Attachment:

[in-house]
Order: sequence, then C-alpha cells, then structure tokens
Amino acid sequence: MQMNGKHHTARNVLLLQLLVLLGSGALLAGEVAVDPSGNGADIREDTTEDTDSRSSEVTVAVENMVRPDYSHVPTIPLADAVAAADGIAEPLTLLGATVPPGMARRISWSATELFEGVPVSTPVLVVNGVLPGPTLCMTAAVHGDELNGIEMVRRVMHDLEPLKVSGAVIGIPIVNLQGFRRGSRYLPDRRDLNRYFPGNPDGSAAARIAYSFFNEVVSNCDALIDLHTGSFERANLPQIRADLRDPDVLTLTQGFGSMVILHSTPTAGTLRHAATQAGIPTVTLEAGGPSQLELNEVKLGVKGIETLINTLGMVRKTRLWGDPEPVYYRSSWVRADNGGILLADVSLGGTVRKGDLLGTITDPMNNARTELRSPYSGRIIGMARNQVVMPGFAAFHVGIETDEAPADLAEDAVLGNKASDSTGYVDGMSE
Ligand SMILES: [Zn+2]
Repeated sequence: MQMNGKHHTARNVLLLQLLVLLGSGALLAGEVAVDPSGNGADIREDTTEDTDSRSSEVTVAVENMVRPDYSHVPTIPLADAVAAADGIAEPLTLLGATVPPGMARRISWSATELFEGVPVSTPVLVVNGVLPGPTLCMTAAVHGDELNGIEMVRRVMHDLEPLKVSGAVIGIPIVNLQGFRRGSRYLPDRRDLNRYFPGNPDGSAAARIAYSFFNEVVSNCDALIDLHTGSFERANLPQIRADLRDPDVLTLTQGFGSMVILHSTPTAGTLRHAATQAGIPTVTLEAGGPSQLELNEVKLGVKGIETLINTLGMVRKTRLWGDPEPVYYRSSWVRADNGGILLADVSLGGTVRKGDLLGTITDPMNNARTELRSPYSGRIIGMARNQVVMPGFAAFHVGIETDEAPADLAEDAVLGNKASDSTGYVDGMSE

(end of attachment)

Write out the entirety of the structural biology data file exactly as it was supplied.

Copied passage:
[in-house]
Order: sequence, then C-alpha cells, then structure tokens
Amino acid sequence: MQMNGKHHTARNVLLLQLLVLLGSGALLAGEVAVDPSGNGADIREDTTEDTDSRSSEVTVAVENMVRPDYSHVPTIPLADAVAAADGIAEPLTLLGATVPPGMARRISWSATELFEGVPVSTPVLVVNGVLPGPTLCMTAAVHGDELNGIEMVRRVMHDLEPLKVSGAVIGIPIVNLQGFRRGSRYLPDRRDLNRYFPGNPDGSAAARIAYSFFNEVVSNCDALIDLHTGSFERANLPQIRADLRDPDVLTLTQGFGSMVILHSTPTAGTLRHAATQAGIPTVTLEAGGPSQLELNEVKLGVKGIETLINTLGMVRKTRLWGDPEPVYYRSSWVRADNGGILLADVSLGGTVRKGDLLGTITDPMNNARTELRSPYSGRIIGMARNQVVMPGFAAFHVGIETDEAPADLAEDAVLGNKASDSTGYVDGMSE
Ligand SMILES: [Zn+2]
Repeated sequence: MQMNGKHHTARNVLLLQLLVLLGSGALLAGEVAVDPSGNGADIREDTTEDTDSRSSEVTVAVENMVRPDYSHVPTIPLADAVAAADGIAEPLTLLGATVPPGMARRISWSATELFEGVPVSTPVLVVNGVLPGPTLCMTAAVHGDELNGIEMVRRVMHDLEPLKVSGAVIGIPIVNLQGFRRGSRYLPDRRDLNRYFPGNPDGSAAARIAYSFFNEVVSNCDALIDLHTGSFERANLPQIRADLRDPDVLTLTQGFGSMVILHSTPTAGTLRHAATQAGIPTVTLEAGGPSQLELNEVKLGVKGIETLINTLGMVRKTRLWGDPEPVYYRSSWVRADNGGILLADVSLGGTVRKGDLLGTITDPMNNARTELRSPYSGRIIGMARNQVVMPGFAAFHVGIETDEAPADLAEDAVLGNKASDSTGYVDGMSE